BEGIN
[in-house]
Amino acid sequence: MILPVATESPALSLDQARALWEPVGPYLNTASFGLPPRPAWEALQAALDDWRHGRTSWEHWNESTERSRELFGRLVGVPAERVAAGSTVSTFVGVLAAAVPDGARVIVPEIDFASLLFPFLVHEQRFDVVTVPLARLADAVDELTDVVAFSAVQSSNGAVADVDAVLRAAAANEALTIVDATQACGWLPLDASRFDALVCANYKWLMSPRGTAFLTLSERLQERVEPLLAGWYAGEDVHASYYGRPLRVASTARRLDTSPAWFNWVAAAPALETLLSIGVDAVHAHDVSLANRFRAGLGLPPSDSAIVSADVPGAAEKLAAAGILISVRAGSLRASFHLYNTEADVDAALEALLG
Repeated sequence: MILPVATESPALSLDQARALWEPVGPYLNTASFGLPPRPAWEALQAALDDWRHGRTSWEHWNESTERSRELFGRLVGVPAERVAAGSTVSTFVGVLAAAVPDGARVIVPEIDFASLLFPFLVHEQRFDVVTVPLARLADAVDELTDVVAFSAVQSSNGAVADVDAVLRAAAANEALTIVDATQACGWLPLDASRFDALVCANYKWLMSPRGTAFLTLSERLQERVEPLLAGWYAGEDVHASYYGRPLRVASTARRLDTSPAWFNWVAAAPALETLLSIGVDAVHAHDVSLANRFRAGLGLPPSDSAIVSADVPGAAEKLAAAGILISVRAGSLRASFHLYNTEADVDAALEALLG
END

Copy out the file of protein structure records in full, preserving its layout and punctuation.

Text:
[in-house]
Amino acid sequence: MILPVATESPALSLDQARALWEPVGPYLNTASFGLPPRPAWEALQAALDDWRHGRTSWEHWNESTERSRELFGRLVGVPAERVAAGSTVSTFVGVLAAAVPDGARVIVPEIDFASLLFPFLVHEQRFDVVTVPLARLADAVDELTDVVAFSAVQSSNGAVADVDAVLRAAAANEALTIVDATQACGWLPLDASRFDALVCANYKWLMSPRGTAFLTLSERLQERVEPLLAGWYAGEDVHASYYGRPLRVASTARRLDTSPAWFNWVAAAPALETLLSIGVDAVHAHDVSLANRFRAGLGLPPSDSAIVSADVPGAAEKLAAAGILISVRAGSLRASFHLYNTEADVDAALEALLG
Repeated sequence: MILPVATESPALSLDQARALWEPVGPYLNTASFGLPPRPAWEALQAALDDWRHGRTSWEHWNESTERSRELFGRLVGVPAERVAAGSTVSTFVGVLAAAVPDGARVIVPEIDFASLLFPFLVHEQRFDVVTVPLARLADAVDELTDVVAFSAVQSSNGAVADVDAVLRAAAANEALTIVDATQACGWLPLDASRFDALVCANYKWLMSPRGTAFLTLSERLQERVEPLLAGWYAGEDVHASYYGRPLRVASTARRLDTSPAWFNWVAAAPALETLLSIGVDAVHAHDVSLANRFRAGLGLPPSDSAIVSADVPGAAEKLAAAGILISVRAGSLRASFHLYNTEADVDAALEALLG